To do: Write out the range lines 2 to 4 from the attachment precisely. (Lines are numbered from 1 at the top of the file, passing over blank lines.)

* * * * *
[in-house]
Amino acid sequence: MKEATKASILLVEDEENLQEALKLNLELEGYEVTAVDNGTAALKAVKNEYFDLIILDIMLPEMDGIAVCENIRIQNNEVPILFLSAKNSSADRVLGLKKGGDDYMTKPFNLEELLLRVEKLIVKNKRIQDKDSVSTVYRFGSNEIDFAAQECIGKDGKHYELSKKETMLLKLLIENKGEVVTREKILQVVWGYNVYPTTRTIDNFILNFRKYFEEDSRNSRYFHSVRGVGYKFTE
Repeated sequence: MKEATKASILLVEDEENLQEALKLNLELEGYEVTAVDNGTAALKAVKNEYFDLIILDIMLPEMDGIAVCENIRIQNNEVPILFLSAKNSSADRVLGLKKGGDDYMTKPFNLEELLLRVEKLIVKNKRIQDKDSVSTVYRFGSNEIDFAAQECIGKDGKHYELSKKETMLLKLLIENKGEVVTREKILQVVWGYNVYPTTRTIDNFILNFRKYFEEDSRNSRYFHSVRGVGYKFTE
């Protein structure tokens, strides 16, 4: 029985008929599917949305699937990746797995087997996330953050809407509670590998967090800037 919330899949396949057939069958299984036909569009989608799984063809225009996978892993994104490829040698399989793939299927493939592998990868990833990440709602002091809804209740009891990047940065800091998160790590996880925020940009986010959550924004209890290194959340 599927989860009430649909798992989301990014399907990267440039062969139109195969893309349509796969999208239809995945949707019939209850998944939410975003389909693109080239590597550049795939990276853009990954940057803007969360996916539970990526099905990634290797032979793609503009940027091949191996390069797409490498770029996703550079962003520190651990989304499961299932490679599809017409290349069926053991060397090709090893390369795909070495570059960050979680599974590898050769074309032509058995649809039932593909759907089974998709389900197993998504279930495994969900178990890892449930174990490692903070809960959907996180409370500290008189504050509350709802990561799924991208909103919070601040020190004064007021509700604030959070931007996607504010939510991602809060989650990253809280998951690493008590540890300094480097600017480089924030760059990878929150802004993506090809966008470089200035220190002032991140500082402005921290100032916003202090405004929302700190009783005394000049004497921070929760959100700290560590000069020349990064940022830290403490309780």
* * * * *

Amino acid sequence: MKEATKASILLVEDEENLQEALKLNLELEGYEVTAVDNGTAALKAVKNEYFDLIILDIMLPEMDGIAVCENIRIQNNEVPILFLSAKNSSADRVLGLKKGGDDYMTKPFNLEELLLRVEKLIVKNKRIQDKDSVSTVYRFGSNEIDFAAQECIGKDGKHYELSKKETMLLKLLIENKGEVVTREKILQVVWGYNVYPTTRTIDNFILNFRKYFEEDSRNSRYFHSVRGVGYKFTE
Repeated sequence: MKEATKASILLVEDEENLQEALKLNLELEGYEVTAVDNGTAALKAVKNEYFDLIILDIMLPEMDGIAVCENIRIQNNEVPILFLSAKNSSADRVLGLKKGGDDYMTKPFNLEELLLRVEKLIVKNKRIQDKDSVSTVYRFGSNEIDFAAQECIGKDGKHYELSKKETMLLKLLIENKGEVVTREKILQVVWGYNVYPTTRTIDNFILNFRKYFEEDSRNSRYFHSVRGVGYKFTE
């Protein structure tokens, strides 16, 4: 029985008929599917949305699937990746797995087997996330953050809407509670590998967090800037 919330899949396949057939069958299984036909569009989608799984063809225009996978892993994104490829040698399989793939299927493939592998990868990833990440709602002091809804209740009891990047940065800091998160790590996880925020940009986010959550924004209890290194959340 599927989860009430649909798992989301990014399907990267440039062969139109195969893309349509796969999208239809995945949707019939209850998944939410975003389909693109080239590597550049795939990276853009990954940057803007969360996916539970990526099905990634290797032979793609503009940027091949191996390069797409490498770029996703550079962003520190651990989304499961299932490679599809017409290349069926053991060397090709090893390369795909070495570059960050979680599974590898050769074309032509058995649809039932593909759907089974998709389900197993998504279930495994969900178990890892449930174990490692903070809960959907996180409370500290008189504050509350709802990561799924991208909103919070601040020190004064007021509700604030959070931007996607504010939510991602809060989650990253809280998951690493008590540890300094480097600017480089924030760059990878929150802004993506090809966008470089200035220190002032991140500082402005921290100032916003202090405004929302700190009783005394000049004497921070929760959100700290560590000069020349990064940022830290403490309780």